Endocrine disrupting compounds interrupt normal endocrine system function, in broad terms either by acting as a mimic to the normal hormone binding and stimulating a hormone response inappropriately or by binding to the normal receptor for the hormone and blocking normal stimulation of a response.
Endocrine-specific organs enable chemical communication between cells, including: thyroid glands, parathyroid glands, pancreas, testes, and ovaries. Along with many other cells that secrete hormones they make up what is known as the “diffuse endocrine system”. All organs and metabolic processes throughout the body are affected by hormone signalling and so the consequences of endocrine disruption can be complex.
Naturally occurring estrogens from plant sources, phytoestrogens, come directly into the diet from legumes such as soy and from orange juice, they are also ingested indirectly through milk. Long term exposure at low levels has been considered protective against some cancers as suggested by the low level of breast cancers seen in Japanese women eating diets high in soy.
Many industrial, agricultural and domestic processes produce chemicals that act as endocrine disruptors, for example waste incineration; cigarette smoke, car exhausts, paint and plastic production, manufacture of pesticides and fungicides. Pharmaceutical products, such as estrogens in the contraceptive pill, can contaminate water directly through recycling of waste water through water treatment plants. These compounds persist in the environment and result in their gradual increase in concentration in water courses.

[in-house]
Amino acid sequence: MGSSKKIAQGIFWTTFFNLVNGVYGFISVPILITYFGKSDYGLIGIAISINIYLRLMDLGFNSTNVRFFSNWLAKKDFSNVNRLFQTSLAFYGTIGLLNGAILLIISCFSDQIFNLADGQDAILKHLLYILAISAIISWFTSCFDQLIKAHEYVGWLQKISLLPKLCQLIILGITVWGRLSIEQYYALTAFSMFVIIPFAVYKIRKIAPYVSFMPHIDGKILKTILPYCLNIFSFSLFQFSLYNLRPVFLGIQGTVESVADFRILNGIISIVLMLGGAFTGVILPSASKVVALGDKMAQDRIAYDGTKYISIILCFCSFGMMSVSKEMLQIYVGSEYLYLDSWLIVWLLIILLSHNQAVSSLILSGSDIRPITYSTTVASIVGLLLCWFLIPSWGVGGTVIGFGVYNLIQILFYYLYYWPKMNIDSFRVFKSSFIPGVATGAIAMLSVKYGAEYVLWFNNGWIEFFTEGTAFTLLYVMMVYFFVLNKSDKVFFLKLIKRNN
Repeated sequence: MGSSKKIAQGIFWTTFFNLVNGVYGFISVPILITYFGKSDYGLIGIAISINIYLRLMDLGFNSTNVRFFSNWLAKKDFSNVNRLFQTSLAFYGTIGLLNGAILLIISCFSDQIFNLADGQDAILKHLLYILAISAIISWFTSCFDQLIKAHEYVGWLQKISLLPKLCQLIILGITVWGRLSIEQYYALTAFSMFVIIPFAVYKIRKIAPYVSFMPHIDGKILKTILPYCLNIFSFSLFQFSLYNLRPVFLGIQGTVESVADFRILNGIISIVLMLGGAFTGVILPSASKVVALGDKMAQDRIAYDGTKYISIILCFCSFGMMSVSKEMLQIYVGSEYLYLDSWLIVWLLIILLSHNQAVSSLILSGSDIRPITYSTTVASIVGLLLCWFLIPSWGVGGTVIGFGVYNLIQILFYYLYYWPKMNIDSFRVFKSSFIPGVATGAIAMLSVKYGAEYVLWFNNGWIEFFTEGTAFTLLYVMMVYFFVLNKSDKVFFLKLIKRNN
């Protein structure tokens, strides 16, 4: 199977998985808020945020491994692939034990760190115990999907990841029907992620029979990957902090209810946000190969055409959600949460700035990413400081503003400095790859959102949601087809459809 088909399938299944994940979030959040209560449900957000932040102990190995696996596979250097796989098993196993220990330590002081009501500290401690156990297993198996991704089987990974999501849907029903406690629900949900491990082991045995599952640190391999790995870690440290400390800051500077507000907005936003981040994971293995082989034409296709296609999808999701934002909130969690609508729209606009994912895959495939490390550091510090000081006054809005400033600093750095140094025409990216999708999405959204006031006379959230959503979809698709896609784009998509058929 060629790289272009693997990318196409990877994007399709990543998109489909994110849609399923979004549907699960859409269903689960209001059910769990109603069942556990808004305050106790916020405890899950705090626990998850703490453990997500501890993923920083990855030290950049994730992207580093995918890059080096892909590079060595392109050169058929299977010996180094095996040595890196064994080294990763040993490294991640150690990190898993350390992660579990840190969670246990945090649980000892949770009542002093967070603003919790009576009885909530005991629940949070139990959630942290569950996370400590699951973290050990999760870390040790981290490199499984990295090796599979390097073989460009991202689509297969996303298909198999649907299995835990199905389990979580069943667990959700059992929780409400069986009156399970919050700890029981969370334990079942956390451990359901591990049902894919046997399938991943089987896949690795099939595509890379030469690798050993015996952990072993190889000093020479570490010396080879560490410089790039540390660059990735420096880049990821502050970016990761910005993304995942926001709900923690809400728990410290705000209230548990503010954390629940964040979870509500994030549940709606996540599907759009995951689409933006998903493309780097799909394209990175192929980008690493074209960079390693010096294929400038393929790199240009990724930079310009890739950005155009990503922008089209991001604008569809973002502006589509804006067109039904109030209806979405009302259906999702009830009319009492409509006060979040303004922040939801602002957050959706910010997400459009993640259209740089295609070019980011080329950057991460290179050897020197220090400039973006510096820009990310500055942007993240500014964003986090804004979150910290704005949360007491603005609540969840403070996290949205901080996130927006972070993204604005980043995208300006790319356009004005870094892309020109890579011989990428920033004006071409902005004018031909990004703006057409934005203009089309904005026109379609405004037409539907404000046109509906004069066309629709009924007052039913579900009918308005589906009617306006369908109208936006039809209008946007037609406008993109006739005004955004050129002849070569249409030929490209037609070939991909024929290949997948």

The large numbers of compounds that act as EDCs, their persistence in the environment and the multitude of possible biological effects possible with disruption of normal hormonal function has led to concerns over their potential for detrimental environmental and health impacts and highlighted a need for monitoring. Endocrine disruption is thought to play a role in a range of issues in aquatic animals such as intersex, feminisation of fish and may also pose a broader risk to animal & human health including reduced fertility and increases in mastitis in livestock and developmentally abnormalities and increased cancer risks in humans.